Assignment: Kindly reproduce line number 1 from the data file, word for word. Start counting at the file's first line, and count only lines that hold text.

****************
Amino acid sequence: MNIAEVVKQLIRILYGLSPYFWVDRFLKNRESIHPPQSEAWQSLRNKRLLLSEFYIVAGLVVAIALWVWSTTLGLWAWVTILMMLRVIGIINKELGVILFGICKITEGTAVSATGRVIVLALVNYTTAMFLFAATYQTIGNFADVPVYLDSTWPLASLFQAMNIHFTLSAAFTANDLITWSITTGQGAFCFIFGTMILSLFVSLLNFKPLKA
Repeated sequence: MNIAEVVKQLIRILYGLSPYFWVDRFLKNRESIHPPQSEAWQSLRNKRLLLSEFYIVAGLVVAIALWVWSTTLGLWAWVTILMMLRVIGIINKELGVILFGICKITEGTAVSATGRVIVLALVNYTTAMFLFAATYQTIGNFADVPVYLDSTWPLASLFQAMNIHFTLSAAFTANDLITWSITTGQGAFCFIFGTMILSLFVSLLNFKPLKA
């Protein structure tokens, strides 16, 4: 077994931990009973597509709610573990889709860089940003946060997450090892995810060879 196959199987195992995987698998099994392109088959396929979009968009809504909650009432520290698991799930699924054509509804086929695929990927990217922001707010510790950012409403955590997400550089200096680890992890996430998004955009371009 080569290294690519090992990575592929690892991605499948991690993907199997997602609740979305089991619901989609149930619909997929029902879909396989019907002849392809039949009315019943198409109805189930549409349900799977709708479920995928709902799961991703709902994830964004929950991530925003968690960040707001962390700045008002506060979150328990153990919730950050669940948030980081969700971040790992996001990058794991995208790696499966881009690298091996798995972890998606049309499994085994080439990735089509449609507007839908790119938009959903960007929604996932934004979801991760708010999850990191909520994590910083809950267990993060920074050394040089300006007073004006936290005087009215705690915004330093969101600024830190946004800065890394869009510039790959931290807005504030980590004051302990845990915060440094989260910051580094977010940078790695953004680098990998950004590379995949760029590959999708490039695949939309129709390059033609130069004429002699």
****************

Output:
Amino acid sequence: MNIAEVVKQLIRILYGLSPYFWVDRFLKNRESIHPPQSEAWQSLRNKRLLLSEFYIVAGLVVAIALWVWSTTLGLWAWVTILMMLRVIGIINKELGVILFGICKITEGTAVSATGRVIVLALVNYTTAMFLFAATYQTIGNFADVPVYLDSTWPLASLFQAMNIHFTLSAAFTANDLITWSITTGQGAFCFIFGTMILSLFVSLLNFKPLKA